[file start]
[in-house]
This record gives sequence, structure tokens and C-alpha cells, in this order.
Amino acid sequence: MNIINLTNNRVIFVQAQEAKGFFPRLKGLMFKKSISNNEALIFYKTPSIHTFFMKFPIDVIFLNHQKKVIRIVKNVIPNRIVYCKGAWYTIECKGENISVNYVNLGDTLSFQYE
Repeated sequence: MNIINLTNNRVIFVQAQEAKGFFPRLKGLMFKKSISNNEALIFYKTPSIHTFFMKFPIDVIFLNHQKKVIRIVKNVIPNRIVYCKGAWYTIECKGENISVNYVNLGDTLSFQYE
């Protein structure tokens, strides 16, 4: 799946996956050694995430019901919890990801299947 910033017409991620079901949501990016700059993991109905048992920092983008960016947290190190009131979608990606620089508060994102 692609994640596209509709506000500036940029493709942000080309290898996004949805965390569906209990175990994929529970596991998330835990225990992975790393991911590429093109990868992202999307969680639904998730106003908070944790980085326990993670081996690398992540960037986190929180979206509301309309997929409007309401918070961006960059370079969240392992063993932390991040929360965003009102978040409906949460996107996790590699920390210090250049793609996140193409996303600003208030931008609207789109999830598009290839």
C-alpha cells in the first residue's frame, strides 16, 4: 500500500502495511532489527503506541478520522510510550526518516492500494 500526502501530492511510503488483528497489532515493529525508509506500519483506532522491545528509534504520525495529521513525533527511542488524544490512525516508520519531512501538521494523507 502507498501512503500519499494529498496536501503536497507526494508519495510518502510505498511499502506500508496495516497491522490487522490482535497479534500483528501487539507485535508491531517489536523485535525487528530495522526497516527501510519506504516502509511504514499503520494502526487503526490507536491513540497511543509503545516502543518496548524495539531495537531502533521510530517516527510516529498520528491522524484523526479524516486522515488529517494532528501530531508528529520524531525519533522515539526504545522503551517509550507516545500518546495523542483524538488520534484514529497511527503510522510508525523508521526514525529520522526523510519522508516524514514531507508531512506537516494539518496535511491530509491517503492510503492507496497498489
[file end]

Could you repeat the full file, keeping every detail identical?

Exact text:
[in-house]
This record gives sequence, structure tokens and C-alpha cells, in this order.
Amino acid sequence: MNIINLTNNRVIFVQAQEAKGFFPRLKGLMFKKSISNNEALIFYKTPSIHTFFMKFPIDVIFLNHQKKVIRIVKNVIPNRIVYCKGAWYTIECKGENISVNYVNLGDTLSFQYE
Repeated sequence: MNIINLTNNRVIFVQAQEAKGFFPRLKGLMFKKSISNNEALIFYKTPSIHTFFMKFPIDVIFLNHQKKVIRIVKNVIPNRIVYCKGAWYTIECKGENISVNYVNLGDTLSFQYE
């Protein structure tokens, strides 16, 4: 799946996956050694995430019901919890990801299947 910033017409991620079901949501990016700059993991109905048992920092983008960016947290190190009131979608990606620089508060994102 692609994640596209509709506000500036940029493709942000080309290898996004949805965390569906209990175990994929529970596991998330835990225990992975790393991911590429093109990868992202999307969680639904998730106003908070944790980085326990993670081996690398992540960037986190929180979206509301309309997929409007309401918070961006960059370079969240392992063993932390991040929360965003009102978040409906949460996107996790590699920390210090250049793609996140193409996303600003208030931008609207789109999830598009290839």
C-alpha cells in the first residue's frame, strides 16, 4: 500500500502495511532489527503506541478520522510510550526518516492500494 500526502501530492511510503488483528497489532515493529525508509506500519483506532522491545528509534504520525495529521513525533527511542488524544490512525516508520519531512501538521494523507 502507498501512503500519499494529498496536501503536497507526494508519495510518502510505498511499502506500508496495516497491522490487522490482535497479534500483528501487539507485535508491531517489536523485535525487528530495522526497516527501510519506504516502509511504514499503520494502526487503526490507536491513540497511543509503545516502543518496548524495539531495537531502533521510530517516527510516529498520528491522524484523526479524516486522515488529517494532528501530531508528529520524531525519533522515539526504545522503551517509550507516545500518546495523542483524538488520534484514529497511527503510522510508525523508521526514525529520522526523510519522508516524514514531507508531512506537516494539518496535511491530509491517503492510503492507496497498489